Recent negotiations involving leaders from major oil-producing nations and the United States will prove irrelevant for oil prices, which are low because of depressed demand, the chief executive of Brazil’s Petrobras said on Thursday evening.
During an online event hosted by Brazilian brokerage XP, Petrobras CEO Roberto Castello Branco said the dispute between non-OPEC member Russia and the group’s de facto leader, Saudi Arabia, showed that the Organization of the Petroleum Exporting Countries had no medium- or long-term pricing power.
“I sincerely think that this dispute between Russia and Saudi Arabia – although the markets reacted positively to some news about President Trump getting involved and what not – has become irrelevant amid the dimension of the (coronavirus) crisis,” Castello Branco said.
“Oil prices are low because global demand has gone down.”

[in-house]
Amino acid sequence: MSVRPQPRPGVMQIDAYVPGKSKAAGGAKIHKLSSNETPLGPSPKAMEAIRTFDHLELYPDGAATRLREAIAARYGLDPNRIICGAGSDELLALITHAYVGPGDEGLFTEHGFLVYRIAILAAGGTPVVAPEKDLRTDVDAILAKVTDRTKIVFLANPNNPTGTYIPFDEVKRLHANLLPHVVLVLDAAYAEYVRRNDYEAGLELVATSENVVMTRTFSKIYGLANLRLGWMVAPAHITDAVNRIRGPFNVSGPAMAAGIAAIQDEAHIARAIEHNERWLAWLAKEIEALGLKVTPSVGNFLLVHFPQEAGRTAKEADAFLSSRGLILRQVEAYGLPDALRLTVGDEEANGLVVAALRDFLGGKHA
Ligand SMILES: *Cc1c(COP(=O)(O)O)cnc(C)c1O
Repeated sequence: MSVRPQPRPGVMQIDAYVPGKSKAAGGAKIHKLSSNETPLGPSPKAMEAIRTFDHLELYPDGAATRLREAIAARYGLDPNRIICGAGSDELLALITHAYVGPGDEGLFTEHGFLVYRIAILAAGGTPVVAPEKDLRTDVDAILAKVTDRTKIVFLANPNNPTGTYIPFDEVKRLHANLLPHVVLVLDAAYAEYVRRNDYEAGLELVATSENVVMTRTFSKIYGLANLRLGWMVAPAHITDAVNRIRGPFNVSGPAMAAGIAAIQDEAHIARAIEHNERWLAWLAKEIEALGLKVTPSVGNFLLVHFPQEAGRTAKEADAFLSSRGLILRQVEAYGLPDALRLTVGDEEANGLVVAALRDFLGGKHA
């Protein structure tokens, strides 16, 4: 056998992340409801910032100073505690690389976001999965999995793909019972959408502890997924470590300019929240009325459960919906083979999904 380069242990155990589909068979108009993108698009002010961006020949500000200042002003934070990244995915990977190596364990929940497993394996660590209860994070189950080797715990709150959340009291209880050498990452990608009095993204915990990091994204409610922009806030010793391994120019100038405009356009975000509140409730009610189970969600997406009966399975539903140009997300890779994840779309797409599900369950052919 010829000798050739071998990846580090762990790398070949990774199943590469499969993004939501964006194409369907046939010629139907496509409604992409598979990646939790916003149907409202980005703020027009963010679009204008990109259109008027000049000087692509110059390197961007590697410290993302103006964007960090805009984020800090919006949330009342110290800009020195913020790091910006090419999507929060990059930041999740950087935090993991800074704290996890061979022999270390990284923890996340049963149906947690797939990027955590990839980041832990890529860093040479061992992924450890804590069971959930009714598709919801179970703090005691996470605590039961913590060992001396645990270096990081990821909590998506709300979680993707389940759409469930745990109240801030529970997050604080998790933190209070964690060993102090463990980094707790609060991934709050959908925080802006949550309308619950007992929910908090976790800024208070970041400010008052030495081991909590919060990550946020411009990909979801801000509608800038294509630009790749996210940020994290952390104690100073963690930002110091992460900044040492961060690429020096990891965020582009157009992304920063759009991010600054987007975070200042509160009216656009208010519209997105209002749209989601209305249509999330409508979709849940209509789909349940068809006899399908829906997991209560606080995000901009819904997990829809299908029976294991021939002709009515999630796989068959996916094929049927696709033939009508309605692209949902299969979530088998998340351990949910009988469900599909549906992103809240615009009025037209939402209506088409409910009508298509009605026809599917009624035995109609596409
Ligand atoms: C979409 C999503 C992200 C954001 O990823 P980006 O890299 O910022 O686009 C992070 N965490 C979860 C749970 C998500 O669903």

Castello Branco’s comments may temper speculation that Brazil will enter a potential deal among oil-producing nations to stabilize the oil market. Still, Brazilian Energy Ministry officials have remained silent on any potential negotiations.
Petrobras and government officials say the company is run without any political interference, although the government is by far the biggest shareholder in Petroleo Brasileiro SA (PETR4.SA), as the firm is known. Government and company officials are known to communicate frequently.
Crude prices </LCOo1> crashed in early March as talks between Russia and Saudi Arabia fell apart. Demand has since taken a severe hit as the economies of many countries have ground to a halt amid efforts to battle the global coronavirus outbreak.
Brent oil prices and U.S. benchmark WTI both rose over 20% on Thursday after U.S. President Donald Trump said he brokered a deal between Russia and Saudi Arabia to cut supply. But the details of any potential accord remained unclear. Officials in other oil-producing nations, including Mexico, signaled an openness to multilateral talks to stabilize oil prices.
Castello Branco also discussed a recent move by Petrobras to cut production by 200,000 barrels per day, or about 6% of output. If the company did not curb output, it would have had to charter ships to store the oil because of a lack of demand, he said.